By Prakash Chawla
India would be reaping a record harvest of foodgrains in 2016-17 with pulses being the high point of the country’s achievements in the farm output, providing a food for thought about how policy interventions and reaching out to farmers can motivate them to turn things around from severe shortages to near self-sufficiency.
Receptive as they are to the changing production, consumption and pricing pattern of different crops, aided by real time information made possible through new media, farmers have risen once again to the occasion. They would be producing 271.98 million tonnes of foodgrains in 2016-17, as per the second advance estimates, breaching the previous record of 265.57 million tonnes in 2013-14. Year on year, total foodgrains output would be rising by an impressive 8.1 per cent in 2016-17 over 251.56 million tonnes in the previous year.
If we draw a comparison between the previous best year of 2013-14 and the new record breaking year of 2016-17, farmers picked up positive sigls for better returns and the minimum support price fixed by the Central Government and went about increasing area under acreage for pulses. In the last three years, the acreage for pulses went up from 252.18 lakh hectares to 288.58 lakh hectares with yields increasing from 19.78 million tonnes to 22.14 million tonnes. This would be close to the country’s demand for the protein rich lentils, though the consumption is bound to increase as average income of both rural and urban families move up. Surely, this would mean a sustained focus on raising production and achieving self-sufficiency for pulses. But for now, the situation with regard to pulses prices has improved considerably. Pulses are no more making headlines for sky-rocketing prices which have now moved down to as much as Rs 4200-5500 per quintal in the wholesale mandis. The retail annual inflation, measured by the Consumer Price Index, for pulses and products was negative 6.62 per cent for January, 2017. The credit for achieving near self-sufficiency goes to farmers and to some of the effective measures taken by the government.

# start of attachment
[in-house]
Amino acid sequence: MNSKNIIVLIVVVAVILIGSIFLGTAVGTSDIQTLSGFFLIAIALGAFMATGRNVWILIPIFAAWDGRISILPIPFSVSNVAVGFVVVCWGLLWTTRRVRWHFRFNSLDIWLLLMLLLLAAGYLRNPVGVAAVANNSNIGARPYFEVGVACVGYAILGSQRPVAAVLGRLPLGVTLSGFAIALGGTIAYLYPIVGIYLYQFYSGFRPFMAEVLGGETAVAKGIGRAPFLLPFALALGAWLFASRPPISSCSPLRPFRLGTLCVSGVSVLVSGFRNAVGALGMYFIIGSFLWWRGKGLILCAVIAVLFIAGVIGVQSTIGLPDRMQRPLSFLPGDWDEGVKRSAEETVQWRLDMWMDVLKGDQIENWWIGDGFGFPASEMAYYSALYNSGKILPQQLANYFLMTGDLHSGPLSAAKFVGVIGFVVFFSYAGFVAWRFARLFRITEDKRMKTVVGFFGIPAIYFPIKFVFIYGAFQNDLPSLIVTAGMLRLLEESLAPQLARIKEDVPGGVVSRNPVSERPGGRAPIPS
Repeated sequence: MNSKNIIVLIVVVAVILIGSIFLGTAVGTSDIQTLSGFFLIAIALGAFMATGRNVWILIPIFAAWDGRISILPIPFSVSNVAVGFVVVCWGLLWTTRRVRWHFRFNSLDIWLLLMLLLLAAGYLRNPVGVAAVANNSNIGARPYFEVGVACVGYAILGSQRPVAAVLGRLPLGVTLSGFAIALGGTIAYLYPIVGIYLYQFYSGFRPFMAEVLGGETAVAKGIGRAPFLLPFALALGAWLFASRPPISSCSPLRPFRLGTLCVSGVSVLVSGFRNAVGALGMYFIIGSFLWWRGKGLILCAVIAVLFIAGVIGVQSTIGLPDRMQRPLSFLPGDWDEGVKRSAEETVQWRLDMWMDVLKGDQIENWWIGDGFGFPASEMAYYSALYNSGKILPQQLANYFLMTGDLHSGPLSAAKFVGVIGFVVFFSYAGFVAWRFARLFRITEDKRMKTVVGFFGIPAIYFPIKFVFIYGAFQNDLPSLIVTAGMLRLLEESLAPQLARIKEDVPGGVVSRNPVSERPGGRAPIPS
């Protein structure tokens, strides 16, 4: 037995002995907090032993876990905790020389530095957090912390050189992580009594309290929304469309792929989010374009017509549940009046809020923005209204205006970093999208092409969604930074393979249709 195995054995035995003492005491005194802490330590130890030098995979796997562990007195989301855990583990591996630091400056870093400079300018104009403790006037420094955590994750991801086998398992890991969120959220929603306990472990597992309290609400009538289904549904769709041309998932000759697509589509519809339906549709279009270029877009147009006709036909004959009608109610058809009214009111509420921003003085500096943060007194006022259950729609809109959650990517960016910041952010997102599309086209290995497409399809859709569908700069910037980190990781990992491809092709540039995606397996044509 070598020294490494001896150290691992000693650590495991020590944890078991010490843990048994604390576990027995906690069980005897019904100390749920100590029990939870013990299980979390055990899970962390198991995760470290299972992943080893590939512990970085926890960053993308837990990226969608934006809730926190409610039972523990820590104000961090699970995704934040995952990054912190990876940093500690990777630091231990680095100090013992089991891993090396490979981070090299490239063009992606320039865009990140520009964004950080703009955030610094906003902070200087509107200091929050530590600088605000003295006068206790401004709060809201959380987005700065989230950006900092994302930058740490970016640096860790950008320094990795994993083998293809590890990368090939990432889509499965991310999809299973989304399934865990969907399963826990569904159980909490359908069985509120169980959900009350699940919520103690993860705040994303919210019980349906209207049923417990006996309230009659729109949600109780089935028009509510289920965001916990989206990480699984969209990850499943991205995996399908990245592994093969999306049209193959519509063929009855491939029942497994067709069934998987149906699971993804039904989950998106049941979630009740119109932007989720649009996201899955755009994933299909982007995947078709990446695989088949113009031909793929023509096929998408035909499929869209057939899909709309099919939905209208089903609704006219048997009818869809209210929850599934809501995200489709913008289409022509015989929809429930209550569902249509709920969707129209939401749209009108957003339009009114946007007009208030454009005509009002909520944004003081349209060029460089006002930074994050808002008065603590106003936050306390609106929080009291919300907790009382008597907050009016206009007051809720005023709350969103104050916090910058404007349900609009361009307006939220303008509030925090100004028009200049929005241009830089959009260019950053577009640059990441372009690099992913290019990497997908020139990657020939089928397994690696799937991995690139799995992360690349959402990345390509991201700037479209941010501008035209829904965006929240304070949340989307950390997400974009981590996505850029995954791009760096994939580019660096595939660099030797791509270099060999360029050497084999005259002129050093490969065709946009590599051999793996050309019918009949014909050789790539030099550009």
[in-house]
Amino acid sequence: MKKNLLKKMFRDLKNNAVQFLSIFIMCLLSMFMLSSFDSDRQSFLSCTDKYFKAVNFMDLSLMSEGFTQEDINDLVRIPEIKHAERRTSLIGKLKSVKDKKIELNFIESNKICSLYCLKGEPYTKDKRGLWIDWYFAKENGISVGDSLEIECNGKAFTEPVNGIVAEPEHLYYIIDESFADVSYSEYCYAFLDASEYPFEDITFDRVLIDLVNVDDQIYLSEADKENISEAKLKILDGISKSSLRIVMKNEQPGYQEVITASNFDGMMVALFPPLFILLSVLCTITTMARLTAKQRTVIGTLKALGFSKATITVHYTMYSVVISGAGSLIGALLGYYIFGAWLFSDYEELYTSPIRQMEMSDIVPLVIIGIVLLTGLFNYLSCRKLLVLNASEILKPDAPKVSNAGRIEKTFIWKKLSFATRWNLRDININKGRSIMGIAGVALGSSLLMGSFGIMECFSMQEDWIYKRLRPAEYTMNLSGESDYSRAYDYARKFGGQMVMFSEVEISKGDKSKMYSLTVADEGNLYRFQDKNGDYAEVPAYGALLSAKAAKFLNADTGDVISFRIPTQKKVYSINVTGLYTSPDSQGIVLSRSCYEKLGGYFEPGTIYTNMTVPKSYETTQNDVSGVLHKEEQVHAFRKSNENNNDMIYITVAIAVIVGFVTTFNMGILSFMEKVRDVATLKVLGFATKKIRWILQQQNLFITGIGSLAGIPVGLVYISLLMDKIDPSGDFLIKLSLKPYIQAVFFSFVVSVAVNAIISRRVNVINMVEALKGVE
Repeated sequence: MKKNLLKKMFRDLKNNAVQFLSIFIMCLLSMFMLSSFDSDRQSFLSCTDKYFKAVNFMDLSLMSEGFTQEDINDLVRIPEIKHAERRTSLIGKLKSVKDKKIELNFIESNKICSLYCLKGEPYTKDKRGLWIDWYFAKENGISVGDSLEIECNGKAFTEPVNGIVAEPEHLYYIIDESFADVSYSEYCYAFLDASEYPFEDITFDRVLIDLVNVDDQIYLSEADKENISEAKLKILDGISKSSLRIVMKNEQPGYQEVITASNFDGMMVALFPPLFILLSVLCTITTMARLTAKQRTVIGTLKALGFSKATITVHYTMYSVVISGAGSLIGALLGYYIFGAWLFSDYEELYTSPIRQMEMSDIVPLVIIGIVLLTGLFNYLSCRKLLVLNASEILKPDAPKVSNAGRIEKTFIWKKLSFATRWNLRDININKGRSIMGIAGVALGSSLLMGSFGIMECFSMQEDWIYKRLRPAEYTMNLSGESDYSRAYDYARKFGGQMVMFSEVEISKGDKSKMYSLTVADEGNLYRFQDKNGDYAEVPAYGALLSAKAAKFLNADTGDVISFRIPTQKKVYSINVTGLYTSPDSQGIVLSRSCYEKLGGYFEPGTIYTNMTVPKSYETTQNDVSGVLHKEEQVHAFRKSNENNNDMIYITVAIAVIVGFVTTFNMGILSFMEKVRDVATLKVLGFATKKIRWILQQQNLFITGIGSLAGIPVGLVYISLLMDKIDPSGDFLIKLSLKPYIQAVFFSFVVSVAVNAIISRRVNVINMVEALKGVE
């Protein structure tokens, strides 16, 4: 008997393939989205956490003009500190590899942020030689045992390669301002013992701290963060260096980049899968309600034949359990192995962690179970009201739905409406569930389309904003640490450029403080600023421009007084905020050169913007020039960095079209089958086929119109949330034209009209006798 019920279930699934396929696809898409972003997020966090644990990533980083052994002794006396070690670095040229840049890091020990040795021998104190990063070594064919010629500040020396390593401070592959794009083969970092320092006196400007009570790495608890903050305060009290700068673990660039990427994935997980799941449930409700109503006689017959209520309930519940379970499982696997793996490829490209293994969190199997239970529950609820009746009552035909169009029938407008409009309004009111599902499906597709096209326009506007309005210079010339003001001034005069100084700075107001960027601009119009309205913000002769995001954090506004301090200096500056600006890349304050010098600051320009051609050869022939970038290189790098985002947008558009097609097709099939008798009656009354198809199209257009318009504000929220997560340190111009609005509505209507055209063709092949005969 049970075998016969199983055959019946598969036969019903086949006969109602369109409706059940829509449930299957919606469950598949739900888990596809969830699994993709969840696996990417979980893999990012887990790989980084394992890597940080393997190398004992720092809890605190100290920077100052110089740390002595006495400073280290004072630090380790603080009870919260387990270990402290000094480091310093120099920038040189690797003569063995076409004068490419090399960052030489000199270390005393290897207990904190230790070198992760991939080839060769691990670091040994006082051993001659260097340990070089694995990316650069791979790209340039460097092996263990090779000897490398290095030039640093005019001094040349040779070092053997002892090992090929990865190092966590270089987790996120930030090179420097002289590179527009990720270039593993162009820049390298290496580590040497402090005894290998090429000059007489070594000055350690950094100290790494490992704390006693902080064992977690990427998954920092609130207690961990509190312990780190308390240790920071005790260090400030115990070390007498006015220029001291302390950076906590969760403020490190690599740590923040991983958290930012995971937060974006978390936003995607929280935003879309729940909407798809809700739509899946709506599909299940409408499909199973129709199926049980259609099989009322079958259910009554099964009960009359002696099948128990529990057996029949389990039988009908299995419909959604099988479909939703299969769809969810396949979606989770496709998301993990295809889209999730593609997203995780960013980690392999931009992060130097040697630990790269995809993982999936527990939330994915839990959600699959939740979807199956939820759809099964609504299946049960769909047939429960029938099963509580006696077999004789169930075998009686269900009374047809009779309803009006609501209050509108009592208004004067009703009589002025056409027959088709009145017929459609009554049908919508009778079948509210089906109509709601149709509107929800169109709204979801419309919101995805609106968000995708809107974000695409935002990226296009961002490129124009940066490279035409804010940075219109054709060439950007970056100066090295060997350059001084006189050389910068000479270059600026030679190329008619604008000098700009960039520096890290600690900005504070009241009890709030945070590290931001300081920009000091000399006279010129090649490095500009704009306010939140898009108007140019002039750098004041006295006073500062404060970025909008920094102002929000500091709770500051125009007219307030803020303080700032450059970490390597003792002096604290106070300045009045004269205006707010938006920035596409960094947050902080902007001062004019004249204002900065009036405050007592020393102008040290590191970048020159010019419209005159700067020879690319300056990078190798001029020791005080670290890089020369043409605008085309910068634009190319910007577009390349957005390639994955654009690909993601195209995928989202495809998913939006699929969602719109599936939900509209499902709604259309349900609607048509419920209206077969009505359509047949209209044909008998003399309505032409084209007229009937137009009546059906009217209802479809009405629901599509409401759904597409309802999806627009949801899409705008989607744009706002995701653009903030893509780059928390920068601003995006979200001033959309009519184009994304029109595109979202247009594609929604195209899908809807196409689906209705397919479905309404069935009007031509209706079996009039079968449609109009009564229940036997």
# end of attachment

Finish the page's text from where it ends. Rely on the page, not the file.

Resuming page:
The strategy involved achieving higher acreage for pulses under the rain-fed areas in Maharashtra, Madhya Pradesh, Rajasthan, Gujarat, Kartaka, Andhra Pradesh, Telanga, UP and Tamil du. Sufficient rains in 2016 too helped the farmers who were assured of an MSP along with bonus for their produce. As pulses production involves risks against the vagaries of weather, the upgraded crop insurance scheme ‘Pradhan Mantri Fasal Bima Yoja’ (PMFBY) too motivated the farmers. The estimated government expenditure on the PMFBY for 2016-17 is pegged at Rs 13,240 crore.
One of the high points of the pulses story is the involvement of the Northeastern states in the mission for stepping up production through multi-pronged strategies. The game plan included rice fallows through cluster demonstration of technologies by the extension machinery of the states and Centre, intercropping with cereals, oilseeds and commercial crops; cultivation of Arhar (Tur) on farm bunds, creation of seed hubs for quality seeds, and distribution of seed mini kits free of cost to farmers. India has been traditiolly importing a large of pulses from Mymar which has similar climatic conditions to the Northeastern states.